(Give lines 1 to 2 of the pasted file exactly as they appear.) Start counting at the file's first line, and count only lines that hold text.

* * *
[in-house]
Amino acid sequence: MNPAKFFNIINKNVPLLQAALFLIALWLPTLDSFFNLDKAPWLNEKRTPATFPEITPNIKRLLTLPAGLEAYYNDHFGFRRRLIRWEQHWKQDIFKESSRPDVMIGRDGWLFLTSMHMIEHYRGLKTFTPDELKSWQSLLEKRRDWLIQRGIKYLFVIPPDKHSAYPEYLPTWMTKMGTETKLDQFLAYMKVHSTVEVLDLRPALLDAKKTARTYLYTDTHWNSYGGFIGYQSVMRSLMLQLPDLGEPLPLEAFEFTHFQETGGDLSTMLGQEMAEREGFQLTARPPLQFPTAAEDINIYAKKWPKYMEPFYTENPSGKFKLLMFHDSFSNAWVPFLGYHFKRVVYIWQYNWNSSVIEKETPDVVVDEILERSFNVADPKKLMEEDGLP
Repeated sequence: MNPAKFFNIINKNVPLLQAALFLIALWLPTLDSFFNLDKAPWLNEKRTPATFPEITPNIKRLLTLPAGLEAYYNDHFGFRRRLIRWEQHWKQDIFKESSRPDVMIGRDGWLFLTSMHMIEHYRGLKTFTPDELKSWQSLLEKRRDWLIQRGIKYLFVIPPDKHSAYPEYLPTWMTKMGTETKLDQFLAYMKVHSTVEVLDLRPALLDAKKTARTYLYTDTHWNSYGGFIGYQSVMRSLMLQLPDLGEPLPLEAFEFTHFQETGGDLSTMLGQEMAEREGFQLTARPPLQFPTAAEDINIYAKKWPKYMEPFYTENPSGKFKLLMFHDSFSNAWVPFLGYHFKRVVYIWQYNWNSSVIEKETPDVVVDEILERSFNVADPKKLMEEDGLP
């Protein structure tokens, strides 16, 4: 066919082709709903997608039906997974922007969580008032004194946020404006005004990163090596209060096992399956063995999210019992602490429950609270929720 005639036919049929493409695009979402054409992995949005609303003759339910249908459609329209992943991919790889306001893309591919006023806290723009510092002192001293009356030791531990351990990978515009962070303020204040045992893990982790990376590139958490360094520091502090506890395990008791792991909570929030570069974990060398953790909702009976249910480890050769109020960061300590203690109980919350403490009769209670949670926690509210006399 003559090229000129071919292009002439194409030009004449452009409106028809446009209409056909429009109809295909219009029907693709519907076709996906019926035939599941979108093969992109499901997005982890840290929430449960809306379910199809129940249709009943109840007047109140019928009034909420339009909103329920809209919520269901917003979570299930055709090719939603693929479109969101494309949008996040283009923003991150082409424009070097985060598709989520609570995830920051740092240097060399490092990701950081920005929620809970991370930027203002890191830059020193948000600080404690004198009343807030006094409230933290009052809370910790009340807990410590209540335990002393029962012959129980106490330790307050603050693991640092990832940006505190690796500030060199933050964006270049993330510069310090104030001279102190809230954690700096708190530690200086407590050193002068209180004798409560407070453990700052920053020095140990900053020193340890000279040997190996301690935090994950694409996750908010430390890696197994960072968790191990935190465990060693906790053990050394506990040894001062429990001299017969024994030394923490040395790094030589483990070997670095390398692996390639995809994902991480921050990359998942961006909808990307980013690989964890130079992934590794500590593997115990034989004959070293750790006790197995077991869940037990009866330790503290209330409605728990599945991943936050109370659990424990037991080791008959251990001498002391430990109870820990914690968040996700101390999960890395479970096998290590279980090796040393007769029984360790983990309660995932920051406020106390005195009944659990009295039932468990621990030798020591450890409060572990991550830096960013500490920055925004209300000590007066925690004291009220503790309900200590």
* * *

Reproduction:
[in-house]
Amino acid sequence: MNPAKFFNIINKNVPLLQAALFLIALWLPTLDSFFNLDKAPWLNEKRTPATFPEITPNIKRLLTLPAGLEAYYNDHFGFRRRLIRWEQHWKQDIFKESSRPDVMIGRDGWLFLTSMHMIEHYRGLKTFTPDELKSWQSLLEKRRDWLIQRGIKYLFVIPPDKHSAYPEYLPTWMTKMGTETKLDQFLAYMKVHSTVEVLDLRPALLDAKKTARTYLYTDTHWNSYGGFIGYQSVMRSLMLQLPDLGEPLPLEAFEFTHFQETGGDLSTMLGQEMAEREGFQLTARPPLQFPTAAEDINIYAKKWPKYMEPFYTENPSGKFKLLMFHDSFSNAWVPFLGYHFKRVVYIWQYNWNSSVIEKETPDVVVDEILERSFNVADPKKLMEEDGLP